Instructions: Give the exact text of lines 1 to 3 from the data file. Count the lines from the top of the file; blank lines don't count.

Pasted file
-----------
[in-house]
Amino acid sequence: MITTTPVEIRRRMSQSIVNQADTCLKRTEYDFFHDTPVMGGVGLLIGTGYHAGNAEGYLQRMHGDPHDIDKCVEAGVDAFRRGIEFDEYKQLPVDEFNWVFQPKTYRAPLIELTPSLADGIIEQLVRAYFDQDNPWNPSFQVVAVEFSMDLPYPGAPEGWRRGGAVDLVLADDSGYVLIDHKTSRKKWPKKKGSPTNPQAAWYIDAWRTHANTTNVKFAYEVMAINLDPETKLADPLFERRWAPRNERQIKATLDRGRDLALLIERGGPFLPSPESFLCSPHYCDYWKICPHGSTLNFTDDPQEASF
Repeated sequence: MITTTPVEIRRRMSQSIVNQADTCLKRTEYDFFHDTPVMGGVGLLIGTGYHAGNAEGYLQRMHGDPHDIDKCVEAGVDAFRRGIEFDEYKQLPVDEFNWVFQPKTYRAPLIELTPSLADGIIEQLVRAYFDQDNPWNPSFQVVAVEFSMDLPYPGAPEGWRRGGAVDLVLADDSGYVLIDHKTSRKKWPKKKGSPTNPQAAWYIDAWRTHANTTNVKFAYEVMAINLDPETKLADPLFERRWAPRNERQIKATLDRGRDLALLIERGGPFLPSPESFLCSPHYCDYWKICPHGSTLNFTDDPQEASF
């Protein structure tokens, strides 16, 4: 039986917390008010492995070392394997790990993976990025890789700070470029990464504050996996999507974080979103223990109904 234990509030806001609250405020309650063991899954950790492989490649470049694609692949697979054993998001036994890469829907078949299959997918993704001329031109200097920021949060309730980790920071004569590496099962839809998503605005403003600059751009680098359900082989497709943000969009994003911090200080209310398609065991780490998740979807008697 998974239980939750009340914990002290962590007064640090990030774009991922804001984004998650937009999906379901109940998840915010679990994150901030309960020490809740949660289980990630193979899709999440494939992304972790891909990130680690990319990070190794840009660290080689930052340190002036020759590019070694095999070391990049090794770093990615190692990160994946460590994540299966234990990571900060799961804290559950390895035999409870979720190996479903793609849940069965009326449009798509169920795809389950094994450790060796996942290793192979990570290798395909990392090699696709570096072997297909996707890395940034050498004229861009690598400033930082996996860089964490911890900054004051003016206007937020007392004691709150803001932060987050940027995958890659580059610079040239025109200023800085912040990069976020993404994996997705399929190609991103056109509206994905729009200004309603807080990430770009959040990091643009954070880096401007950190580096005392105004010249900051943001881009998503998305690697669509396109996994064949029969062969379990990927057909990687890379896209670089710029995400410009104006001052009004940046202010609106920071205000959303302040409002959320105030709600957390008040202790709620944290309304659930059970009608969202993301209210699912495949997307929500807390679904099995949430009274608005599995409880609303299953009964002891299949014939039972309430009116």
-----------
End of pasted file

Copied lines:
[in-house]
Amino acid sequence: MITTTPVEIRRRMSQSIVNQADTCLKRTEYDFFHDTPVMGGVGLLIGTGYHAGNAEGYLQRMHGDPHDIDKCVEAGVDAFRRGIEFDEYKQLPVDEFNWVFQPKTYRAPLIELTPSLADGIIEQLVRAYFDQDNPWNPSFQVVAVEFSMDLPYPGAPEGWRRGGAVDLVLADDSGYVLIDHKTSRKKWPKKKGSPTNPQAAWYIDAWRTHANTTNVKFAYEVMAINLDPETKLADPLFERRWAPRNERQIKATLDRGRDLALLIERGGPFLPSPESFLCSPHYCDYWKICPHGSTLNFTDDPQEASF
Repeated sequence: MITTTPVEIRRRMSQSIVNQADTCLKRTEYDFFHDTPVMGGVGLLIGTGYHAGNAEGYLQRMHGDPHDIDKCVEAGVDAFRRGIEFDEYKQLPVDEFNWVFQPKTYRAPLIELTPSLADGIIEQLVRAYFDQDNPWNPSFQVVAVEFSMDLPYPGAPEGWRRGGAVDLVLADDSGYVLIDHKTSRKKWPKKKGSPTNPQAAWYIDAWRTHANTTNVKFAYEVMAINLDPETKLADPLFERRWAPRNERQIKATLDRGRDLALLIERGGPFLPSPESFLCSPHYCDYWKICPHGSTLNFTDDPQEASF